I have so many friends that I grew up with that have never experienced what I have experienced. My parents told me to brush it off, brush it off, it’s not your fault, but I have friends I grew up with who’ve seen my posts on social media and they’ve been just blindsided. They’re still blinded…by what’s taking place, by what’s going on in the world and I’ve had to shut out some of those people.
I’ve got to make sure that when it comes to the younger players that we have on this team that they know, hey, like these are signs of racism or…or whatever it is…that they need to be aware of it. That they need to speak their mind about it and not hide and be quiet about it. It is a big matter. We’re all human.
When it comes to charity or community outreach, does SKC push players in a certain way or is it your own choice?
“Every player has a choice this year, coming back to KC, with all the chaos going on in the world, I was like, ok, what can I do to play my part and try to do more. Get out and touch other people’s lives any way I can. I’m good with kids. I’m really good with kids and that was my thing. What possibilities or opportunities are available? SKC gave me a whole list and I’ve sat there multiple times on the phone with them saying I’d like to do this, this one doesn’t fit me that well, but maybe still I would like to do this.
Johnny grew up in Glasgow and is a huge fan of Celtic FC. Fun trivia: Celtic FC is one hundred and thirty-three years older than Sporting Kansas City. This may provide a little context when considering how international players fit into the world of soccer.
Johnny is a supporter of his younger brother’s special needs soccer team in Scotland. Their plans to participate in the 2020 Special Olympics were postponed by Covid-19, but they are hoping to be there in 2021.
Russell had always wanted to play internationally and was in the middle of discussions between Catania (Italy) and Dundee United that ended up with him in England at Derby County. This is another bit of context as the machinations of international soccer are murky and byzantine—on a good day.
2017, for reasons not all that clear, found Russell a little down and out about his career. After some soul-searching and a nudge from fellow Scotsman and SKC legend, Mo Johnston, Johnny came over to Sporting. Interestingly, even in Europe, he was aware of MLS. Frequently, after games when he was too keyed up to sleep, he would spend the wee hours watching MLS games on television.
Johnny loves living in the U.S. and has been indulging his love for American muscle cars. He can be seen tooling around in a Chevy Camaro Hot Wheels Edition.
Johnny has had an important, ongoing influence in the MLS. He’s managed to convince several other players from Scotland to come over and join the league. They include: Miami’s Lewis Morgan and NYC’s Gary Mackay-Steven.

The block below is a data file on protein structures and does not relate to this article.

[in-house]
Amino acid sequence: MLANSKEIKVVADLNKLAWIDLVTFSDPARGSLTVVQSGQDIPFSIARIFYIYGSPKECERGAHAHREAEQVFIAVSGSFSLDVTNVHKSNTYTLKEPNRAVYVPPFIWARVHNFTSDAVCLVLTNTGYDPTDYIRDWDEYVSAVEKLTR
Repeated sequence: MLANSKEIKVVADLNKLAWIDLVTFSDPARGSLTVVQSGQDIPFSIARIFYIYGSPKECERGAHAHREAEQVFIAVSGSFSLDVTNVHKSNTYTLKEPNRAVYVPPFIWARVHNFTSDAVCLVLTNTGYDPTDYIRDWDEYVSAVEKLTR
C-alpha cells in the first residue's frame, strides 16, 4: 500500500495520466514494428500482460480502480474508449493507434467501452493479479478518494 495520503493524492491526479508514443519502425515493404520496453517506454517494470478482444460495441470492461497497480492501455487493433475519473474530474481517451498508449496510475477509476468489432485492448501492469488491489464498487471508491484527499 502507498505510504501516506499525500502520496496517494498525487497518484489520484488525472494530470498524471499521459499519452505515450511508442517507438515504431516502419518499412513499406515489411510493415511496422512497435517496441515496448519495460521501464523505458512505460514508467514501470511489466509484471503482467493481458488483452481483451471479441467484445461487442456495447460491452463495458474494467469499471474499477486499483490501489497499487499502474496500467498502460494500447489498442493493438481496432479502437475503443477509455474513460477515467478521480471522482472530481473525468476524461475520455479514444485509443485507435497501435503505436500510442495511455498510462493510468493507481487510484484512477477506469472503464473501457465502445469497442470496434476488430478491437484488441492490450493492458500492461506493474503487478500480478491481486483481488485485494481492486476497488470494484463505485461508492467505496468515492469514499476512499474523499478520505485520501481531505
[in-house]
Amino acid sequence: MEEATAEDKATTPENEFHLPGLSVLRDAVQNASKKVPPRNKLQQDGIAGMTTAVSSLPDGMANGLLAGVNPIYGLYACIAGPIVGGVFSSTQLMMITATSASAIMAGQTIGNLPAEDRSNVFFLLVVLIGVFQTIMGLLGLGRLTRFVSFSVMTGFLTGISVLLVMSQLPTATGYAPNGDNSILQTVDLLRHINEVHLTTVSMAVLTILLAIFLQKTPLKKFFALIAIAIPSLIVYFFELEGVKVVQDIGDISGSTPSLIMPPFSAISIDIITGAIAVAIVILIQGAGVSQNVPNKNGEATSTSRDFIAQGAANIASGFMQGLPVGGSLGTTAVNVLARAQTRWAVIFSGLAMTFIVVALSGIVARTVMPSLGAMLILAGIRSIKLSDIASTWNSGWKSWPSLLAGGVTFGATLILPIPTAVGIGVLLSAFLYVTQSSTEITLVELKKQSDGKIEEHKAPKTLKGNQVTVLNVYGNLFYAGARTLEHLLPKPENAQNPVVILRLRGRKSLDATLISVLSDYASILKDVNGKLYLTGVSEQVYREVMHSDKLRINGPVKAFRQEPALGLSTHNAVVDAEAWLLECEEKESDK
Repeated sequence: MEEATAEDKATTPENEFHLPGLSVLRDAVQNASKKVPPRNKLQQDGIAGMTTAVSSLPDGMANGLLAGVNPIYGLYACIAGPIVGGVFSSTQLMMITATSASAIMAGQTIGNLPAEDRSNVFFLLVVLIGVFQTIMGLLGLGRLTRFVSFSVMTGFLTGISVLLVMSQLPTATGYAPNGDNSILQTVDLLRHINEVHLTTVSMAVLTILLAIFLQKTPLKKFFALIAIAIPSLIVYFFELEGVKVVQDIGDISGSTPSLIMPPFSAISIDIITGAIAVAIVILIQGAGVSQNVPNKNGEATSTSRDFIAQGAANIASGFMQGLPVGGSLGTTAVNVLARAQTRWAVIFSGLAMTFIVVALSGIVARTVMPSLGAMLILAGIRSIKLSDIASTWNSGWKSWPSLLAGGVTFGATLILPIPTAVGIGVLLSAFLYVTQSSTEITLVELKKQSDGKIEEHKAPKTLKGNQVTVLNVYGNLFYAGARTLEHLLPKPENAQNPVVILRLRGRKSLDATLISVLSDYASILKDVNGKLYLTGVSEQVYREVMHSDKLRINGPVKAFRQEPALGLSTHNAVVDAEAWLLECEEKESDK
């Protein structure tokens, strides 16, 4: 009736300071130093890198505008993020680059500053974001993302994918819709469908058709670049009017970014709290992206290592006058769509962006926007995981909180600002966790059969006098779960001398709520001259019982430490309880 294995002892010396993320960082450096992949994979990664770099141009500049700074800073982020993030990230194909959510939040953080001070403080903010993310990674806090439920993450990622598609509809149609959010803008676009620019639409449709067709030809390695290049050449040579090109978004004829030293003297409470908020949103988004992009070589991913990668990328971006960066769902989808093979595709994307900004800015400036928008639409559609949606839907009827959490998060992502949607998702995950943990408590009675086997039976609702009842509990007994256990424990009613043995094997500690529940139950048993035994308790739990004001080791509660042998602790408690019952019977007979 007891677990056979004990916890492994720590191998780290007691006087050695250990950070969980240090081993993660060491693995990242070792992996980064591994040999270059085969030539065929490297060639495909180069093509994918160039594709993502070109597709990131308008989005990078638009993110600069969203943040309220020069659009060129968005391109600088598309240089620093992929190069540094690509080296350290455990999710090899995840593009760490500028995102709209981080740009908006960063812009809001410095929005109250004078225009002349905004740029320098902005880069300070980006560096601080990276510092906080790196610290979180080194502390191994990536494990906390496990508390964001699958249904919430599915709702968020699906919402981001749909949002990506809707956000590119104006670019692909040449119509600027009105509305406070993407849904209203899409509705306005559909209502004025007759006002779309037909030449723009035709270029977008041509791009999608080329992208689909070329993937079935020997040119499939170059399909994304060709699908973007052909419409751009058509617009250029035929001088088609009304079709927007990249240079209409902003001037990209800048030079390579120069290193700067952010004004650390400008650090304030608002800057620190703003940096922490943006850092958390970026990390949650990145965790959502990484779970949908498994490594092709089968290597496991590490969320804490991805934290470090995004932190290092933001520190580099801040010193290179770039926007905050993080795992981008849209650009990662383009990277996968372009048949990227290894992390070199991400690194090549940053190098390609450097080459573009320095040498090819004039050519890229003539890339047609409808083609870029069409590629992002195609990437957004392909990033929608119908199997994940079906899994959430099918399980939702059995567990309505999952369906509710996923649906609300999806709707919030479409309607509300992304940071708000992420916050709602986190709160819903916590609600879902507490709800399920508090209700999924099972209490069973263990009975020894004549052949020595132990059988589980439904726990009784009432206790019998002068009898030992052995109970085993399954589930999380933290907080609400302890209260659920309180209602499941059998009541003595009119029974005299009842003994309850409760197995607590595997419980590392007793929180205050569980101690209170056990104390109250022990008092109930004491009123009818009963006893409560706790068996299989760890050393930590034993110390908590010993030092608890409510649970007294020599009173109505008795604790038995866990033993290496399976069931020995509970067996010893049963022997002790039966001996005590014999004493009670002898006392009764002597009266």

Russell is regarded with unbridled affection by anyone who knows him for his great sense of humor and his madcap ability to make people laugh. And as a captain, he is admired and respected by his teammates, the coaches and staff of Sporting Kansas City.
Do you ever get stage fright?
Not so much stage fright, obviously you get nerves. I mean, I get nerves playing any game. I feel nerves are good—if you can use them the right way. It’s not like there’s any sort of negativity with the nerves.
Has any of your family been able to come over and see you play in Kansas City?
In ’18, we had a few. In ’19, we had many friends and family come out. And then, obviously, everything that’s happened this year hasn’t worked out, so I haven’t seen any of my family since January. After the season, we’ll go back to Scotland for a few weeks.”
How has the virus affected your brother’s team?
It was shut down for a long period and then they sort of let them get back to train. It wasn’t full, but it was something. It meant that they could see each other, they could get out and exercise.
What does Johnny Russell do with his free time in Kansas City? Is there time off?
I mean, it just depends. I’ve got kids. My daughter, she’s three and my son, he’s ten months…so he’s pretty easy, he’s pretty portable, so I take him about. This year has been that much more difficult, getting to a park or going to a museum or taking them, whatever we can do to get out to spend a bit of time with them, get them outside. That’s pretty much how my days off are spent.
Is there a favorite place? Hamburger? Ice cream?
“Yeah, yeah, I don’t eat them often but I enjoy a good hamburger. My favorite place is probably Eddie B’s down on the Plaza. To be honest, we don’t really get the chance to go out and eat a lot. I mean, my kids are in bed at 6:30. So…
You, among other SKC players, will occasionally be called up to play for their national teams and then return shortly thereafter. How does this work? Soccer has so many moving parts. Can you just drop into a new situation with new teammates and coaches and still make it work? Isn’t this just a really complicated thing to do?